There are lots more examples, but this question isn't about specifics. What I'm trying to figure out is how these rules interact-- it seems pretty clear to me that the illusion spells weren't generally written with the fact they can't convince people the world is in some detail other than it is in reality in mind, and in fact near every illusion spell seems to generally be intended to do exactly that. Given that near every figment is going to be trying to ignore this rule, what is necessary for it to actually do so, and how can the extent of obliquely granted immunities be best gauged?

I'm asking for rules analysis based on existing text, not for suggested house rules with which to replace the actual text. Any such suggestions should be presented on top of, rather than instead of, answering the question.


1 Answer 1


Schools and subschools are general guidelines and rules, built around supplying some ground rules around what certain types of spells do. I don't believe they are intended to be straight jackets, and as always, a specific spell description will always override what a general rule says. It's also an imperfect and inconsistent system, partly inherited from an older rules set, and not always consistently applied by different authors. These rules should inform new spell design, and should be taken into account by GMs or players creating new spells.

In the description about the figment subschool, the sentence about not making something seem to be something else is, I think, more about not being able to change the actual properties of an existing object, instead limiting the spells to overlaying new sensory stimuli over the top. In general, a figment spell creates an image or sound or feeling, but doesn't alter what is already there by default, but could make it harder to sense existing objects. Much like a real object (like a blanket, or wooden screen) could conceal another object, without changing the nature of the concealed object. On the other hand, a figment of a bridge over a river will not feel like a real bridge (unless that is exactly what the spell says it does). An auditory figment could not, however, cancel out an existing sound into silence (although it could perhaps drown it out in a louder sound, or make it harder to discern).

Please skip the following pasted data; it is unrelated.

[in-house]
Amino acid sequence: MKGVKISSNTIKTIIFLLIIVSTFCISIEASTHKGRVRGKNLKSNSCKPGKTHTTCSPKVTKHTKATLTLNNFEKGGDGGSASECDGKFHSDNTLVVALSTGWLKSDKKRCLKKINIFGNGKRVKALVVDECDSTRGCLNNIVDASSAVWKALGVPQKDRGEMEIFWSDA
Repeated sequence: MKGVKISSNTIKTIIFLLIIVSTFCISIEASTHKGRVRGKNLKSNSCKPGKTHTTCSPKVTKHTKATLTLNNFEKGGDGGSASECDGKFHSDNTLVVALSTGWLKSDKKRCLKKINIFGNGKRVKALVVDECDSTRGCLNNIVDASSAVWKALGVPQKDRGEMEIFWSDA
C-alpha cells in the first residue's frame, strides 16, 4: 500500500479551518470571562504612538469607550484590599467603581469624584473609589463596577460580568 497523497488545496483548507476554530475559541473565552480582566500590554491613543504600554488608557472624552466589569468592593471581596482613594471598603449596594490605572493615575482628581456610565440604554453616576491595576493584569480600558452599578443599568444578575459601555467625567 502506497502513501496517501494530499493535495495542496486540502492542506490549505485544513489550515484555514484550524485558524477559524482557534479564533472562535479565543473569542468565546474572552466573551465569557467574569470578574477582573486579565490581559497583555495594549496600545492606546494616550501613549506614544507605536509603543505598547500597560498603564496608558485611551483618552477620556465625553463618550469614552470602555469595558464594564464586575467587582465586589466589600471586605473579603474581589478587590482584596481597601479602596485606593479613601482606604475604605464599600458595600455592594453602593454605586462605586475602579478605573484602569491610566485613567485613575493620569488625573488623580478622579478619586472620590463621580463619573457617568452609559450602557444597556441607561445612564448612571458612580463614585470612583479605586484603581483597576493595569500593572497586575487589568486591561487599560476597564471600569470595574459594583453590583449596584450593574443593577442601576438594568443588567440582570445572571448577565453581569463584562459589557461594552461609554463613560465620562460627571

I think another limitation to spells of the figment subschool is that they are 'physical' sensations, as opposed to the mental illusions provided by a glamer, and as such, don't allow the fine level of control or believability some other illusions might.

Some more spells are also a combination of multiple types of subschool, specifically because the spell is doing something a simpler spell of a single subschool could not normally do. For instance, the Mislead spell effectively combines a moving visible illusion (figment) with an invisibility effect (glamer). This might allow the spell to interact with other spells or feats differently. For instance, the feat Shadow Gambit can potentially interact with Mislead, but could not with just invisibility alone.

In the end, a particular spell does exactly what it says it does, and nothing else. If a spell appears to contradict a more general rule, then that is usually just fine, since the spell description is the final arbiter about what a specific spell does.

As an interesting contrast, here is an article written for 3.5 in 2006. In the non-rules discussion of figments, it specifically says 'You cannot, however, use it to conceal a trap door since that would be making something seem like something else.' even though that is exactly the sort of effect that some spells of the era could produce, such as Illusory Pit.

  • 6
    \$\begingroup\$ I think the second paragraph is the key here; Illusionary Wall DOESN'T make something appear to be something else; it just puts something fake in front of something real. The opposite (an Illusionary Pit) would break the figment rule, but I don't think such a spell exists. \$\endgroup\$
    – Erik
    Aug 23, 2017 at 8:02
  • 4
    \$\begingroup\$ Yeah, I don’t think specific-vs-general actually comes into play here, because I think there is no contradiction in the first place. I suggest removing the first paragraph entirely. \$\endgroup\$
    – KRyan
    Aug 23, 2017 at 11:57
  • \$\begingroup\$ @Erik Illusory Pit is a 4th level sorc/wiz spell in 3.5, in Complete Arcane and Savage Species. \$\endgroup\$ Aug 23, 2017 at 22:14
  • \$\begingroup\$ @thedarkwanderer That's 3.5, though, not 3.75, and from a later splatbook. \$\endgroup\$
    – YogoZuno
    Aug 23, 2017 at 22:17
  • \$\begingroup\$ @YogoZuno the rule for figments in identical. \$\endgroup\$ Aug 23, 2017 at 22:18